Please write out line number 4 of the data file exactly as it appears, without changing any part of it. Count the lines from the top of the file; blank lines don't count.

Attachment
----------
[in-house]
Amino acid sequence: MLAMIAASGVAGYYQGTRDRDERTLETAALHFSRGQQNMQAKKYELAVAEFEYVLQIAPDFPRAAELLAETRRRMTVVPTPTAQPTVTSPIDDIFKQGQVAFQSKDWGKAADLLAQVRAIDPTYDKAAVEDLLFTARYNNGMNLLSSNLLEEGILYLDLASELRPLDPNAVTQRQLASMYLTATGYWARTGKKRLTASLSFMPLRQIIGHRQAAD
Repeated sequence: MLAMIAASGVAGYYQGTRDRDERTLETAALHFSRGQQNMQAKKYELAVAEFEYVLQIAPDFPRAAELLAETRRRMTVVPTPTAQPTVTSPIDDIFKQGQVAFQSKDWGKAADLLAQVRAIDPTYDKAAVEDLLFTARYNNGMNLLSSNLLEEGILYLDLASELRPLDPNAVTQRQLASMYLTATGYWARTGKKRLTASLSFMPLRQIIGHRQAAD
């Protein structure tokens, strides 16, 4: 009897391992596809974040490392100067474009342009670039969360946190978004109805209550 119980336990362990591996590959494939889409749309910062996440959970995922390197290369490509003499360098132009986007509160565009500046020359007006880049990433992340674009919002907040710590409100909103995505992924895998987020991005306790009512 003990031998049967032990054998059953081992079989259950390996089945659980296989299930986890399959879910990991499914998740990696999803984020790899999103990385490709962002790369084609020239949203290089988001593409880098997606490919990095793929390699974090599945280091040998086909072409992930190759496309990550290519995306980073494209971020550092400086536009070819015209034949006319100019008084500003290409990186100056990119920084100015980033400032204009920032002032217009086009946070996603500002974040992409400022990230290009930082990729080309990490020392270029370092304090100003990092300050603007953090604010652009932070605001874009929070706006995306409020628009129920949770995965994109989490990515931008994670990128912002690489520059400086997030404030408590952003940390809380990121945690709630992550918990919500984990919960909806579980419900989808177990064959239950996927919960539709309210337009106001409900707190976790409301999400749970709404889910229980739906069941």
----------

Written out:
């Protein structure tokens, strides 16, 4: 009897391992596809974040490392100067474009342009670039969360946190978004109805209550 119980336990362990591996590959494939889409749309910062996440959970995922390197290369490509003499360098132009986007509160565009500046020359007006880049990433992340674009919002907040710590409100909103995505992924895998987020991005306790009512 003990031998049967032990054998059953081992079989259950390996089945659980296989299930986890399959879910990991499914998740990696999803984020790899999103990385490709962002790369084609020239949203290089988001593409880098997606490919990095793929390699974090599945280091040998086909072409992930190759496309990550290519995306980073494209971020550092400086536009070819015209034949006319100019008084500003290409990186100056990119920084100015980033400032204009920032002032217009086009946070996603500002974040992409400022990230290009930082990729080309990490020392270029370092304090100003990092300050603007953090604010652009932070605001874009929070706006995306409020628009129920949770995965994109989490990515931008994670990128912002690489520059400086997030404030408590952003940390809380990121945690709630992550918990919500984990919960909806579980419900989808177990064959239950996927919960539709309210337009106001409900707190976790409301999400749970709404889910229980739906069941």